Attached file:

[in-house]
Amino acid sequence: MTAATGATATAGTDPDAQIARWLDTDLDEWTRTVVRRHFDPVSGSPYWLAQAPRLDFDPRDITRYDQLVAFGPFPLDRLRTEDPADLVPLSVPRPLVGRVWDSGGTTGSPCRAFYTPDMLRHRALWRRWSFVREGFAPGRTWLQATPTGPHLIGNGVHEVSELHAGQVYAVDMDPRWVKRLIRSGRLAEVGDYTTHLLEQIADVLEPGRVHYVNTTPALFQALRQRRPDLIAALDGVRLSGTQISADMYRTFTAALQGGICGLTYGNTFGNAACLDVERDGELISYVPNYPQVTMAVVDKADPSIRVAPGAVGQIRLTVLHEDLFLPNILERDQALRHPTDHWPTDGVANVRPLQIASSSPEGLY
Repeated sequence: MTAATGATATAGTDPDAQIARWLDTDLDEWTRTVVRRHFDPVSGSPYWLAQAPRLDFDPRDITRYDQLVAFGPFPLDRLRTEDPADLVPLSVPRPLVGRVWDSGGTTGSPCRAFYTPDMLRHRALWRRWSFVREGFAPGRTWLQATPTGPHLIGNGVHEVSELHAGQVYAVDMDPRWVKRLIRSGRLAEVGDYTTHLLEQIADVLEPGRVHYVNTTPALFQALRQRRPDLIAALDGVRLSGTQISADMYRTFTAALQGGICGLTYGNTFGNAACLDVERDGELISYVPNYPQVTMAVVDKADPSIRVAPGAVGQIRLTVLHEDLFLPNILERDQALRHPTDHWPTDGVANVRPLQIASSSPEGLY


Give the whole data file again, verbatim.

[in-house]
Amino acid sequence: MTAATGATATAGTDPDAQIARWLDTDLDEWTRTVVRRHFDPVSGSPYWLAQAPRLDFDPRDITRYDQLVAFGPFPLDRLRTEDPADLVPLSVPRPLVGRVWDSGGTTGSPCRAFYTPDMLRHRALWRRWSFVREGFAPGRTWLQATPTGPHLIGNGVHEVSELHAGQVYAVDMDPRWVKRLIRSGRLAEVGDYTTHLLEQIADVLEPGRVHYVNTTPALFQALRQRRPDLIAALDGVRLSGTQISADMYRTFTAALQGGICGLTYGNTFGNAACLDVERDGELISYVPNYPQVTMAVVDKADPSIRVAPGAVGQIRLTVLHEDLFLPNILERDQALRHPTDHWPTDGVANVRPLQIASSSPEGLY
Repeated sequence: MTAATGATATAGTDPDAQIARWLDTDLDEWTRTVVRRHFDPVSGSPYWLAQAPRLDFDPRDITRYDQLVAFGPFPLDRLRTEDPADLVPLSVPRPLVGRVWDSGGTTGSPCRAFYTPDMLRHRALWRRWSFVREGFAPGRTWLQATPTGPHLIGNGVHEVSELHAGQVYAVDMDPRWVKRLIRSGRLAEVGDYTTHLLEQIADVLEPGRVHYVNTTPALFQALRQRRPDLIAALDGVRLSGTQISADMYRTFTAALQGGICGLTYGNTFGNAACLDVERDGELISYVPNYPQVTMAVVDKADPSIRVAPGAVGQIRLTVLHEDLFLPNILERDQALRHPTDHWPTDGVANVRPLQIASSSPEGLY